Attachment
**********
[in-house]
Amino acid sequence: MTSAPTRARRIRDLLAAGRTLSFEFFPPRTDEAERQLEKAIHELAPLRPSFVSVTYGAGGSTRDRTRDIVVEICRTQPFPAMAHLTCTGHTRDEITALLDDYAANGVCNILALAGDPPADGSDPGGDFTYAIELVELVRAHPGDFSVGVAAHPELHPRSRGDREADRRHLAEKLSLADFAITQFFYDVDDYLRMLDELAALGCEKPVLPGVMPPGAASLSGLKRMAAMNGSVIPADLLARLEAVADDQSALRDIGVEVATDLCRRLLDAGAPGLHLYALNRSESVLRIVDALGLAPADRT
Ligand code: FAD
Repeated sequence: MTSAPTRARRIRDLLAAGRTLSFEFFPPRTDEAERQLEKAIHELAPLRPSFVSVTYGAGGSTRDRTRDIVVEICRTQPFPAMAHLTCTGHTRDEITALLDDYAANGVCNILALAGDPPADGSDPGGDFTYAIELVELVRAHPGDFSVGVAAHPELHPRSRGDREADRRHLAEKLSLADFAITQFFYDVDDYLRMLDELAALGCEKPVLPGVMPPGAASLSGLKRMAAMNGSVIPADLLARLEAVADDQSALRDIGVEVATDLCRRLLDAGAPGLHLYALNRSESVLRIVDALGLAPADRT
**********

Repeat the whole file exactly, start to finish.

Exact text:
[in-house]
Amino acid sequence: MTSAPTRARRIRDLLAAGRTLSFEFFPPRTDEAERQLEKAIHELAPLRPSFVSVTYGAGGSTRDRTRDIVVEICRTQPFPAMAHLTCTGHTRDEITALLDDYAANGVCNILALAGDPPADGSDPGGDFTYAIELVELVRAHPGDFSVGVAAHPELHPRSRGDREADRRHLAEKLSLADFAITQFFYDVDDYLRMLDELAALGCEKPVLPGVMPPGAASLSGLKRMAAMNGSVIPADLLARLEAVADDQSALRDIGVEVATDLCRRLLDAGAPGLHLYALNRSESVLRIVDALGLAPADRT
Ligand code: FAD
Repeated sequence: MTSAPTRARRIRDLLAAGRTLSFEFFPPRTDEAERQLEKAIHELAPLRPSFVSVTYGAGGSTRDRTRDIVVEICRTQPFPAMAHLTCTGHTRDEITALLDDYAANGVCNILALAGDPPADGSDPGGDFTYAIELVELVRAHPGDFSVGVAAHPELHPRSRGDREADRRHLAEKLSLADFAITQFFYDVDDYLRMLDELAALGCEKPVLPGVMPPGAASLSGLKRMAAMNGSVIPADLLARLEAVADDQSALRDIGVEVATDLCRRLLDAGAPGLHLYALNRSESVLRIVDALGLAPADRT